The G is the shortest line with the fastest growing ridership in the entire subway system, and now the MTA is considering steps to deal with the train's increased importance to Brooklyn and Queens. NY1's Transit reporter Jose Martinez filed the following report.
The long wait for better service could soon be over for G train riders. On Monday, the Metropolitan Transportation Authority released its review of the G line, concluding that its 125,000 daily riders need trains to run more often during the afternoon rush.
"It is a lifeline for those who use it, and as we know, more and more and more do," said state Senator Daniel Squadron.
The plan calls for running trains every eight minutes instead of every 10 between 3 and 9 p.m., when the G has more riders. It would cost at least $700,000.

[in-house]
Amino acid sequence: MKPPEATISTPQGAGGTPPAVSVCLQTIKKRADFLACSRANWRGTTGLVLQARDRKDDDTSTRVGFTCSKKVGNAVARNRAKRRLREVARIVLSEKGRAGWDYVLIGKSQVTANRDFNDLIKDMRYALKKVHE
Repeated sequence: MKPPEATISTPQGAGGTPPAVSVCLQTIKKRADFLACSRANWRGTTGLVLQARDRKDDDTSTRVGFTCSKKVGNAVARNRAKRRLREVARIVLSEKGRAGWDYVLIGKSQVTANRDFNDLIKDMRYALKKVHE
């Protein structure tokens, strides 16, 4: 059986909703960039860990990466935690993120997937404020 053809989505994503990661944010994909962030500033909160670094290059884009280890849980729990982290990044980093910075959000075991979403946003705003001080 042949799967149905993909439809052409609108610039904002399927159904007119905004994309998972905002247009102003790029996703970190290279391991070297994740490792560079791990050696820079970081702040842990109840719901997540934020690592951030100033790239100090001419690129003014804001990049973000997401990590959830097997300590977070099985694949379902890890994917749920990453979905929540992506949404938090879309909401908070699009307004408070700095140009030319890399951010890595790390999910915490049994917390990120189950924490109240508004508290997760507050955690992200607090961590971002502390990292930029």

The MTA board is expected to take up the issue next week. The agency also plans to have the short, four-car trains stop at the same spot on a platform every time, so passengers don't have to race to get on -- the so-called G Train sprint.
"The MTA has put out a bunch of solutions, some take some additional funding, some don't. You know what they've really done? They've said to G train riders, 'We hear you,'" said Squadron.
The review followed calls from politicians and the Riders Alliance for better service along the 11.4-mile line that is limited to Brooklyn and Queens. But neighborhoods along the line are growing, and last year the G added more than 2,000 riders a day, more than any other line.
"These changes are going to make riding the G train a much better experience," said John Raskin of the Riders Alliance.
The prospect of a boost in service came as welcome news to G train riders who have grown tired of dealing with the line's daily quirks.
"This is the only way to get to certain places in Brooklyn and it's very difficult to get there without planning a half-hour or an hour in advance," said a rider.
"People that need to get back and forth or work in the evening or afternoon will travel a little bit better," said another rider.
In addition, weekend work to the tunnel to fix damage caused by Hurricane Sandy is expected to last through December. But at least there is the possibility of good news on the horizon for G train riders.